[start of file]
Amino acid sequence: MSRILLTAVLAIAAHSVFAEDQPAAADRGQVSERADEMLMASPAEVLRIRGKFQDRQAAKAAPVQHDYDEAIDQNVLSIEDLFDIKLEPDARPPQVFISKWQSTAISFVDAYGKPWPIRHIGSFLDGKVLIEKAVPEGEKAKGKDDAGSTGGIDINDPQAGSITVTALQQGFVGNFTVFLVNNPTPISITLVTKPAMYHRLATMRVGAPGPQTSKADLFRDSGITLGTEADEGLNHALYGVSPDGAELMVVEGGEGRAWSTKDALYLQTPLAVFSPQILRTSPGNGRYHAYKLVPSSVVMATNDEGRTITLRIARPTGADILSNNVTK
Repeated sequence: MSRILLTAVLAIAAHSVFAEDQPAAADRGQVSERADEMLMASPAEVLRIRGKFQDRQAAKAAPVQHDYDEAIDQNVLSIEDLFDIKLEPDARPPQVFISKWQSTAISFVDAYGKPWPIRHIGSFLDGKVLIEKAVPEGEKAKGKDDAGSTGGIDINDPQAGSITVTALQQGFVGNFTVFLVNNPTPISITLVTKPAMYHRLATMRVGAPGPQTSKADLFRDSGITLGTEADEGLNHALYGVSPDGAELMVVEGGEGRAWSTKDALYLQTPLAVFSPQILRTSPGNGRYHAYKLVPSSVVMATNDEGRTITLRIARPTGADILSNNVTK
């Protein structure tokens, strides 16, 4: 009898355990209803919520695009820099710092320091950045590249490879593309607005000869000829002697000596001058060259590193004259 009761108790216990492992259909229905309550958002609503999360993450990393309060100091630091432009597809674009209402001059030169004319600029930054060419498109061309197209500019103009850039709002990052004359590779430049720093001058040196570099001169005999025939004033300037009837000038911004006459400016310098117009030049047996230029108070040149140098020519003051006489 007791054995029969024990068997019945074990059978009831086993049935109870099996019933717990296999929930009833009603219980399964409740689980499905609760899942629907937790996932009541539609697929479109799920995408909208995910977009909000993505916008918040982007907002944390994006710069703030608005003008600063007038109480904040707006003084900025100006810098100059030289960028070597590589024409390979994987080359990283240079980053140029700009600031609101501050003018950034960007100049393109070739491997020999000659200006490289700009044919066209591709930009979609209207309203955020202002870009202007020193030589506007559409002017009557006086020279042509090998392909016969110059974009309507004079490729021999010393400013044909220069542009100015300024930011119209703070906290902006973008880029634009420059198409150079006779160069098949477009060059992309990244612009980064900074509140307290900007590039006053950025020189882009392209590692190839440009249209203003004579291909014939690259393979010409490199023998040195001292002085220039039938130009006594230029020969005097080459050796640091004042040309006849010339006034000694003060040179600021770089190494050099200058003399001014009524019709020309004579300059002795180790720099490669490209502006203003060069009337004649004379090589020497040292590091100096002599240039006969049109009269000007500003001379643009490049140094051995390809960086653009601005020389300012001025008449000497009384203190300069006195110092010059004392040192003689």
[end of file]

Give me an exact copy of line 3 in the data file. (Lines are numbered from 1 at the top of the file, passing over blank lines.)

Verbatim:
């Protein structure tokens, strides 16, 4: 009898355990209803919520695009820099710092320091950045590249490879593309607005000869000829002697000596001058060259590193004259 009761108790216990492992259909229905309550958002609503999360993450990393309060100091630091432009597809674009209402001059030169004319600029930054060419498109061309197209500019103009850039709002990052004359590779430049720093001058040196570099001169005999025939004033300037009837000038911004006459400016310098117009030049047996230029108070040149140098020519003051006489 007791054995029969024990068997019945074990059978009831086993049935109870099996019933717990296999929930009833009603219980399964409740689980499905609760899942629907937790996932009541539609697929479109799920995408909208995910977009909000993505916008918040982007907002944390994006710069703030608005003008600063007038109480904040707006003084900025100006810098100059030289960028070597590589024409390979994987080359990283240079980053140029700009600031609101501050003018950034960007100049393109070739491997020999000659200006490289700009044919066209591709930009979609209207309203955020202002870009202007020193030589506007559409002017009557006086020279042509090998392909016969110059974009309507004079490729021999010393400013044909220069542009100015300024930011119209703070906290902006973008880029634009420059198409150079006779160069098949477009060059992309990244612009980064900074509140307290900007590039006053950025020189882009392209590692190839440009249209203003004579291909014939690259393979010409490199023998040195001292002085220039039938130009006594230029020969005097080459050796640091004042040309006849010339006034000694003060040179600021770089190494050099200058003399001014009524019709020309004579300059002795180790720099490669490209502006203003060069009337004649004379090589020497040292590091100096002599240039006969049109009269000007500003001379643009490049140094051995390809960086653009601005020389300012001025008449000497009384203190300069006195110092010059004392040192003689």